After devoting the latter half of your career to building a solid book of business, the time has finally come to sell your insurance agency. You envision the years of serving clients and building relationships with your team paying off with a tidy sum that you can invest into your next venture, or use to fund a comfortable retirement. You’ve thought long and hard about the decision—after all, this business is your pride and joy, and entrusting it to a new owner can be scary. But after much soul searching, and perhaps more than one conversation with a spouse or trusted friend, you’re ready to move on to the next chapter in your life. The question is, will anyone want to buy your agency?
All too often, insurance agency owners address the emotional factors of a sale without looking at the logistics. In short, they fail to see the forest for the trees. Understanding the following hurdles that keep qualified buyers at bay can help you avoid common deal killers and ensure that your business transfer goes through in a timely manner.
Weak Financials. A broker or prospective buyer will want to see the operating financials for your agency as a first order of business. If the numbers reveal slim profits (or worse, a break-even scenario), or if you’re struggling to pay the bills because of a lack of earnings, buyers will go elsewhere. To get the full asking price, bring your financial house in order by reducing debt, stashing away reserves, and showing aggressive profit. Healthy financials will provide ample evidence that your insurance agency is worth a buyer’s investment.
Sloppy Operations. If your agency lacks clear systems and processes, buyers will feel burdened rather than blessed. Although a new owner undoubtedly will implement a few procedures of their own, they shouldn’t have to create a work flow from scratch. Similarly, the office as a whole should appear neat and orderly, with documents filed in their proper place and accounting files kept up to date. First impressions matter, and neatness points to a well-run business with the potential to thrive.
Bad Reviews. Although your revenues may be solid, bad press is like a dark cloud over your agency. Savvy buyers likely will look up your business on social media to see what kind of feedback you receive from the community. Glowing reviews of exceptional customer service and a friendly staff will count in your favor, while posts about a lack of follow up or customer care can tarnish your image. If you don’t already have a strong social presence, create a Google Business page for starters, and ask several trusted, long-time clients to leave a short review. Offering a gift certificate to a local restaurant to show your thanks can build goodwill that can carry through even after you exit the agency.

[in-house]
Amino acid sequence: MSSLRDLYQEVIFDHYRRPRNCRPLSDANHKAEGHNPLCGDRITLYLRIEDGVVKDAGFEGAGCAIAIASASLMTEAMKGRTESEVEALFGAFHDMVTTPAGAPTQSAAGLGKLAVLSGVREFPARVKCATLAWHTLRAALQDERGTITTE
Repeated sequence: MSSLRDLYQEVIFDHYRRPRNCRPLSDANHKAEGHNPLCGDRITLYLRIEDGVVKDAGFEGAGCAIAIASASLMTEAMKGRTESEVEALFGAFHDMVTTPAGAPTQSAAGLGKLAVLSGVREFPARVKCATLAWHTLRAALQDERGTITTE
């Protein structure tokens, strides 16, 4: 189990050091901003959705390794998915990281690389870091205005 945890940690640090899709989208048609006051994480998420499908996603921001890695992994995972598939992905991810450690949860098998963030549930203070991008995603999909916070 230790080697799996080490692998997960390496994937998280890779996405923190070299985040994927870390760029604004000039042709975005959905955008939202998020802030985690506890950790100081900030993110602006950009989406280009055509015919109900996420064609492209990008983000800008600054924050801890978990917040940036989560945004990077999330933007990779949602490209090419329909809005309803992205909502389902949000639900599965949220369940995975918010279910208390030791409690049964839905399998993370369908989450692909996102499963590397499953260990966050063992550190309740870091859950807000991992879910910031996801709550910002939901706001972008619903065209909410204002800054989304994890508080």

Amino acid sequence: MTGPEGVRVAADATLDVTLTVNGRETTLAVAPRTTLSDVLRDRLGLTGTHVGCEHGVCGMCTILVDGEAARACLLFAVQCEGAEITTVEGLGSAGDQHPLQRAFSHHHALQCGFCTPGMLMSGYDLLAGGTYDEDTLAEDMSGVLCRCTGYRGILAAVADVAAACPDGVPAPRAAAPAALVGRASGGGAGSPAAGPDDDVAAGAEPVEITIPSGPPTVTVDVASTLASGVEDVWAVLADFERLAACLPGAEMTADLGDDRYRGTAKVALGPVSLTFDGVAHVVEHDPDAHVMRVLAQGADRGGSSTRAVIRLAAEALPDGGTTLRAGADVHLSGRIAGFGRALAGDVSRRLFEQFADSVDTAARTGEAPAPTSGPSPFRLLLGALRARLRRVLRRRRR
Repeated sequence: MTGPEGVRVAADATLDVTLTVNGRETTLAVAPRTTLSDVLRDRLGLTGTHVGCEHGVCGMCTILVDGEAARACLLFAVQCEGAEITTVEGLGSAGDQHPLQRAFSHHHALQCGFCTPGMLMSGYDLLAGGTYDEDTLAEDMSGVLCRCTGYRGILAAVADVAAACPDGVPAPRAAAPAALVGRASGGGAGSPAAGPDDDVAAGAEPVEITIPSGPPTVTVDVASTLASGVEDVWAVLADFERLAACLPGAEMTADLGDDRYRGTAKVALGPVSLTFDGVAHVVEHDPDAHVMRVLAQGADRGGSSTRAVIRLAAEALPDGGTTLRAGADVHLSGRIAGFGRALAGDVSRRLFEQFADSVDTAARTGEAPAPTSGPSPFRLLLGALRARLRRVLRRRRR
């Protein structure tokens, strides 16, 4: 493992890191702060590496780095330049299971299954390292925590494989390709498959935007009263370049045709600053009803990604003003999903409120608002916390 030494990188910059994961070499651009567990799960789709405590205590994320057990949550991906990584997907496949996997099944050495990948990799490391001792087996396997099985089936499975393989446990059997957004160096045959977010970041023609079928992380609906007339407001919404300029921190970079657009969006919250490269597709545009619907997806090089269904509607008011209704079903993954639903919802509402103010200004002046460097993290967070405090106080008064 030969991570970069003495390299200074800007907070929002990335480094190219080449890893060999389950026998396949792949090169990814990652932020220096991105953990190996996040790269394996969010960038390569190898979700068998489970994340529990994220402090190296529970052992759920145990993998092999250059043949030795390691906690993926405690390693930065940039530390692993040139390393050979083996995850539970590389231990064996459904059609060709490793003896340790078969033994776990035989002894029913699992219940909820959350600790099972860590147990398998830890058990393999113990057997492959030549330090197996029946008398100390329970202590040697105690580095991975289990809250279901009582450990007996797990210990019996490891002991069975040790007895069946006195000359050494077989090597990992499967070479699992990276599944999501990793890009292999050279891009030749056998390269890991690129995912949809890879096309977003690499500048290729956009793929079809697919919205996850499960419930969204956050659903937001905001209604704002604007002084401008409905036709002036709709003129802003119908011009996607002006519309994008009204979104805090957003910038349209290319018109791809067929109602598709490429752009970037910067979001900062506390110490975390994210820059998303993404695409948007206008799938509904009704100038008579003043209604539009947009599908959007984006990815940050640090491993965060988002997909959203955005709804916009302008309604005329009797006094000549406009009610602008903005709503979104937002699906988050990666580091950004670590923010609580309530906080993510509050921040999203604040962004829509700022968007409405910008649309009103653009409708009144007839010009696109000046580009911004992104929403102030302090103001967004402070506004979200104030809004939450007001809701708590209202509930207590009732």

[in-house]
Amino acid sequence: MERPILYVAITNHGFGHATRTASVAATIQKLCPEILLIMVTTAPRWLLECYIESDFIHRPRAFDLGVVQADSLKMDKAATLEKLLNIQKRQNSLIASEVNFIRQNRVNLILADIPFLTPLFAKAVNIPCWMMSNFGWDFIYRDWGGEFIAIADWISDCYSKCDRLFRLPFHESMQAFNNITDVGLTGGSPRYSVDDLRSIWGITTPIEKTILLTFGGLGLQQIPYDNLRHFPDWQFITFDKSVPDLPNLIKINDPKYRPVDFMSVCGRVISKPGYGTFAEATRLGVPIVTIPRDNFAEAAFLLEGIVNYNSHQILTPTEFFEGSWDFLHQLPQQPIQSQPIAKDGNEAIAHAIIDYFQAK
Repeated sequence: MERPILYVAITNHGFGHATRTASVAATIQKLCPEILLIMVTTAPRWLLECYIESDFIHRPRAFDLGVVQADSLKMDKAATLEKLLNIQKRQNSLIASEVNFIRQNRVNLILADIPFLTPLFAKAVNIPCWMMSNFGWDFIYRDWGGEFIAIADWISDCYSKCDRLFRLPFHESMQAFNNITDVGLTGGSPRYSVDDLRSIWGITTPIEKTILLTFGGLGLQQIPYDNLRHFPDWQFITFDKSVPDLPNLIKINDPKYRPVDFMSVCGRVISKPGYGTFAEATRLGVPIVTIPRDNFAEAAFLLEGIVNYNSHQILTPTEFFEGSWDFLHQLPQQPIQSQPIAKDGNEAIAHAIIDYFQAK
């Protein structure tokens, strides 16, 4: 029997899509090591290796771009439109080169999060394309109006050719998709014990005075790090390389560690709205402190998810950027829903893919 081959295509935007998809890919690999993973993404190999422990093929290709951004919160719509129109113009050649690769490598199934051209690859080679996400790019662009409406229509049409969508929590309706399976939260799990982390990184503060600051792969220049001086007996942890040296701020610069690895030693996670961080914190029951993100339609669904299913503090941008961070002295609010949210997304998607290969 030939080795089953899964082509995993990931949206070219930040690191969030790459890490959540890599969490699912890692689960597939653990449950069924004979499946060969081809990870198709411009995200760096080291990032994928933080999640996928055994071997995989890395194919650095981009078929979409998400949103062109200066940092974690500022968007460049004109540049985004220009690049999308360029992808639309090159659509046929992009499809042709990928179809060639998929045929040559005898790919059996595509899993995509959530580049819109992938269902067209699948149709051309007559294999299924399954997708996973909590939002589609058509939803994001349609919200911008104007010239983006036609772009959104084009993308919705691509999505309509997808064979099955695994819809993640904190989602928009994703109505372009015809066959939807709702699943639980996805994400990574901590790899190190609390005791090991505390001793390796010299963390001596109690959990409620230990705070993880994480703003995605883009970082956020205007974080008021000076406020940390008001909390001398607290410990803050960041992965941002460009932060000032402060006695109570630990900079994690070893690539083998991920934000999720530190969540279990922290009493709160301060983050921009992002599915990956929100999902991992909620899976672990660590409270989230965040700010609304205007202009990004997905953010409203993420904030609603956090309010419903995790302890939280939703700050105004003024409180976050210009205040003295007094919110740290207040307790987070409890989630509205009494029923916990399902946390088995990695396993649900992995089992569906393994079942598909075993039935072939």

People Leaving. Your staff is the lifeblood of your business, whether you have two people on your team or 20. Buyers want to know that the same employees who helped build a successful insurance agency still will be there after the business transfer. If your office manager plans to retire or your administrative staff intends to go elsewhere when you exit the business, the new buyer could be left scrambling to fill key roles. Even with strong systems in place, nobody wants to take over an agency only to have to train a new team. Ensuring that the right people still will be on board after your departure can build buyer confidence and help justify your asking price.
By putting in the time and effort to prepare your agency for sale, you can avoid common deal killers and demonstrate the full financial value of your business to gain the most profit. Springtree Group specializes in finding qualified buyers for agency owners looking to exit their business, and managing every facet of the agency transfer, from deal origination to negotiation, financing, due diligence and closing processes. By working with an experienced business intermediary that has a large network of industry connections, including legal and accounting experts and specialized lenders, you can benefit from comprehensive M&A services that are second to none.